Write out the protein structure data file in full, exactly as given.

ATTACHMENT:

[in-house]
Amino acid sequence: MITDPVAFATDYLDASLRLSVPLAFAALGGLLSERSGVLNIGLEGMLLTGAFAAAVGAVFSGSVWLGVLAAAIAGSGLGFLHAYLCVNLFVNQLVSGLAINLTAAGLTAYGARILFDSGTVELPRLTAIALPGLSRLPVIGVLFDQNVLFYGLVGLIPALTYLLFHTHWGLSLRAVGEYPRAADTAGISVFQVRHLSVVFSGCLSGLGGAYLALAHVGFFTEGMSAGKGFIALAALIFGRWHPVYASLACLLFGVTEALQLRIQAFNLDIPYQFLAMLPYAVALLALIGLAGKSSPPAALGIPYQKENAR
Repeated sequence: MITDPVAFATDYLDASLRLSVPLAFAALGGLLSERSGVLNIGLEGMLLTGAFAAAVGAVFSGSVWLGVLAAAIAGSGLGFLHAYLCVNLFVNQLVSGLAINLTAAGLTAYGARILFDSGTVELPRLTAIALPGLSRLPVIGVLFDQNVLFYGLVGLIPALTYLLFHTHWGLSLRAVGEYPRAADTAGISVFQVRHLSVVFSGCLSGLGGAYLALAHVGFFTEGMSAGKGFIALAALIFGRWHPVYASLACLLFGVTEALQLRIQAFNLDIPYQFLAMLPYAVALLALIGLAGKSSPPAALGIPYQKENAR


[in-house]
Amino acid sequence: MITDPVAFATDYLDASLRLSVPLAFAALGGLLSERSGVLNIGLEGMLLTGAFAAAVGAVFSGSVWLGVLAAAIAGSGLGFLHAYLCVNLFVNQLVSGLAINLTAAGLTAYGARILFDSGTVELPRLTAIALPGLSRLPVIGVLFDQNVLFYGLVGLIPALTYLLFHTHWGLSLRAVGEYPRAADTAGISVFQVRHLSVVFSGCLSGLGGAYLALAHVGFFTEGMSAGKGFIALAALIFGRWHPVYASLACLLFGVTEALQLRIQAFNLDIPYQFLAMLPYAVALLALIGLAGKSSPPAALGIPYQKENAR
Repeated sequence: MITDPVAFATDYLDASLRLSVPLAFAALGGLLSERSGVLNIGLEGMLLTGAFAAAVGAVFSGSVWLGVLAAAIAGSGLGFLHAYLCVNLFVNQLVSGLAINLTAAGLTAYGARILFDSGTVELPRLTAIALPGLSRLPVIGVLFDQNVLFYGLVGLIPALTYLLFHTHWGLSLRAVGEYPRAADTAGISVFQVRHLSVVFSGCLSGLGGAYLALAHVGFFTEGMSAGKGFIALAALIFGRWHPVYASLACLLFGVTEALQLRIQAFNLDIPYQFLAMLPYAVALLALIGLAGKSSPPAALGIPYQKENAR